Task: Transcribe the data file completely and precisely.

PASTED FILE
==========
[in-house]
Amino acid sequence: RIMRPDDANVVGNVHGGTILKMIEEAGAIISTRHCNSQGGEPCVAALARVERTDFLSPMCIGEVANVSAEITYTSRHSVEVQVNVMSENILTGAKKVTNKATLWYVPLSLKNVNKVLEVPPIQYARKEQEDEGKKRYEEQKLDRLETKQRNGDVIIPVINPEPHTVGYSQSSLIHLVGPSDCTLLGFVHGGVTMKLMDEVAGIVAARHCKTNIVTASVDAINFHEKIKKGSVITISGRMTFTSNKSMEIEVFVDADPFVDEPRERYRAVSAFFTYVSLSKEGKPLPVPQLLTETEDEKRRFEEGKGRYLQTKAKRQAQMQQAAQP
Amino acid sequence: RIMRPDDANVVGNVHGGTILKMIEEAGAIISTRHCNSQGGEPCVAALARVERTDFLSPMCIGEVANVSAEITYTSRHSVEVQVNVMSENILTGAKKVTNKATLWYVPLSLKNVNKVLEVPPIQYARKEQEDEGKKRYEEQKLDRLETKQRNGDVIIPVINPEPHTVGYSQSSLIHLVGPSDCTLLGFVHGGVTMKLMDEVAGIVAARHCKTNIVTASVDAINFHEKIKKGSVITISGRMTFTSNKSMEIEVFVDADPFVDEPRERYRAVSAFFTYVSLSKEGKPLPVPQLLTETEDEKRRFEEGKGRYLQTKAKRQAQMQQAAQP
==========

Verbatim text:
[in-house]
Amino acid sequence: RIMRPDDANVVGNVHGGTILKMIEEAGAIISTRHCNSQGGEPCVAALARVERTDFLSPMCIGEVANVSAEITYTSRHSVEVQVNVMSENILTGAKKVTNKATLWYVPLSLKNVNKVLEVPPIQYARKEQEDEGKKRYEEQKLDRLETKQRNGDVIIPVINPEPHTVGYSQSSLIHLVGPSDCTLLGFVHGGVTMKLMDEVAGIVAARHCKTNIVTASVDAINFHEKIKKGSVITISGRMTFTSNKSMEIEVFVDADPFVDEPRERYRAVSAFFTYVSLSKEGKPLPVPQLLTETEDEKRRFEEGKGRYLQTKAKRQAQMQQAAQP
Amino acid sequence: RIMRPDDANVVGNVHGGTILKMIEEAGAIISTRHCNSQGGEPCVAALARVERTDFLSPMCIGEVANVSAEITYTSRHSVEVQVNVMSENILTGAKKVTNKATLWYVPLSLKNVNKVLEVPPIQYARKEQEDEGKKRYEEQKLDRLETKQRNGDVIIPVINPEPHTVGYSQSSLIHLVGPSDCTLLGFVHGGVTMKLMDEVAGIVAARHCKTNIVTASVDAINFHEKIKKGSVITISGRMTFTSNKSMEIEVFVDADPFVDEPRERYRAVSAFFTYVSLSKEGKPLPVPQLLTETEDEKRRFEEGKGRYLQTKAKRQAQMQQAAQP